It’s (finally) March. The month where we celebrate St. Patrick, college basketball, spring and, if you’re a registered dietitian, March madness is all about National Nutrition Month. Every March the Academy of Nutrition and Dietetics launches a nutrition education and information campaign, reminding us all about the importance of our food choices, eating behaviors and physical activity habits. This year’s theme is “Go Further with Food.” The first article in this Food Insight series focuses on food waste.
What is food waste? The USDA says it occurs when edible items go unconsumed. A food may go unconsumed for many reasons, such as grocery stores throwing out fresh fruits and vegetables based solely on appearance. This practice doesn’t just happen in grocery stores — it can take place in the home too.
Not only is food waste a waste of money, but it’s also a waste of important nutrients your body needs to stay healthy. Wasting fruits, vegetables, dairy products and seafood, which are a few of the most commonly wasted foods, also means a loss of protein, fiber, and vitamins and minerals, such as calcium and vitamin D, that help your body function properly.
Food waste may make you think of a similar term: “food loss.” How do they differ? Food waste is closely related to food loss, the latter of which is the amount of food that is available for human consumption after harvest but is not consumed. Food loss could occur for a number of reasons such as damaging agricultural conditions, improper storage conditions, cooking or shrinkage of produce.
Wasted food impacts all parts of the food supply chain from the farm to the table. The cost of producing uneaten food affects farmers, business owners and the economy. When production costs rise, consumers face higher food prices. At home, money is wasted when unfinished plate scraps or spoiled foods are tossed into the trash. Food waste even impacts the environment, as it squanders resources used to produce food, and it populates landfills, a practice that contributes to global warming over time. It is important to note that many U.S. households are food-insecure, meaning that millions of people lack adequate access to food.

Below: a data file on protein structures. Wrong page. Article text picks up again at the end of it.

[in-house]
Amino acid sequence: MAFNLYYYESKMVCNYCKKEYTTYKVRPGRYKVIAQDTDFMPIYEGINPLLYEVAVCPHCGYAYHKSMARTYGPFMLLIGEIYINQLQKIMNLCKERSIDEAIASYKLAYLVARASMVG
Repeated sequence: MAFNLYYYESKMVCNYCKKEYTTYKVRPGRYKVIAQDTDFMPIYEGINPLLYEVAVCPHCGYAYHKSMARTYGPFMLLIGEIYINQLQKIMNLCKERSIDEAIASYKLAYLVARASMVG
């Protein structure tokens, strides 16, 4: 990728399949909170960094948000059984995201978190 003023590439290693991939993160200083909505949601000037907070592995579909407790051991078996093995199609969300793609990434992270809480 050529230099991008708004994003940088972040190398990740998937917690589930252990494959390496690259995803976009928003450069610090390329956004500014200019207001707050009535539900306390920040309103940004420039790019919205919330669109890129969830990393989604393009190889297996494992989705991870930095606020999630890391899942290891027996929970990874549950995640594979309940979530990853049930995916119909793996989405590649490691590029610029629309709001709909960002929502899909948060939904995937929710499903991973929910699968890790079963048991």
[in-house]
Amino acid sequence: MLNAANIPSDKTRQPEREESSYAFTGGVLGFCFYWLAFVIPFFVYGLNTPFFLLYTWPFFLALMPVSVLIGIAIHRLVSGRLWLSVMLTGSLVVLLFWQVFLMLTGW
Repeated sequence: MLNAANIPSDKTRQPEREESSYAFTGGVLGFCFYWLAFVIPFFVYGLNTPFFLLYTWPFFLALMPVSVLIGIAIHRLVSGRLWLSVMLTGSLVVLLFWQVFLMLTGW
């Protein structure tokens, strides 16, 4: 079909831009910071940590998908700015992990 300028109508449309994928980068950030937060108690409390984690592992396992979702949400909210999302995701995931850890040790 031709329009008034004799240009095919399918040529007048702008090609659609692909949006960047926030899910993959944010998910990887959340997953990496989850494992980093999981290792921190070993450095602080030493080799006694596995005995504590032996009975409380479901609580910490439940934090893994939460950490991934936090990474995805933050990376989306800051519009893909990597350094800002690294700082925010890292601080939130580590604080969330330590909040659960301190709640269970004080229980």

Although food waste occurs all throughout the food supply chain, consumers are most responsible for the majority of wasted food that ends up in landfills. The average American tosses out about 300 pounds of food per year, which amounts to billions of pounds of wasted food. These implications highlight the necessity to focus on reducing food waste. It can be prevented, and it can start with you.
To become a food waste warrior in your own home, ask yourself: What can I do to prevent food waste? Meal planning and prepping are great ways to help you use the foods you have at home. Before you go grocery shopping, take a peek into your refrigerator, freezer and pantry. Write up a grocery list including items that you don’t already have so that you shop only for the things you know that you need. Once you’re back home after shopping, be sure to properly store your groceries by knowing which produce needs to be refrigerated (like apples, oranges, or packaged produce). Keep in mind that some produce, like apples, can cause others to ripen more quickly. Following a grocery list and knowing how to store produce will aid in preventing food waste at home.
Confusion about dates on foods is another big contributor to food waste. Learn the difference between “use by,” “best by” and “sell by” dates so that you don’t throw out food before it has actually spoiled. But at the same time, practice good food safety habits and don’t risk eating anything that you think has spoiled.
Do you eat out often? Restaurants and foodservice companies are working to reduce food waste from farm to fork. You too can reduce food waste when eating away from home. When eating out, be mindful of portion sizes and ask for a takeout box to store your leftovers. Be sure to consume them within three to four days for best quality. Also, be creative when reusing your leftovers! Transform Monday night’s dinner into a healthy, tasty Tuesday afternoon lunch. If you have extra food in your home, donate it to a local food pantry to help those who are food-insecure.
Food waste is a prevalent issue in today’s society. But we have the power to prevent it. By learning about food waste and its implications, we can reduce its impact, starting with you. Don’t waste time this National Nutrition Month — make an effort to go further with your food by practicing methods of food waste prevention.
This blog was written by Morgan Manghera, a communications intern at George Washington University.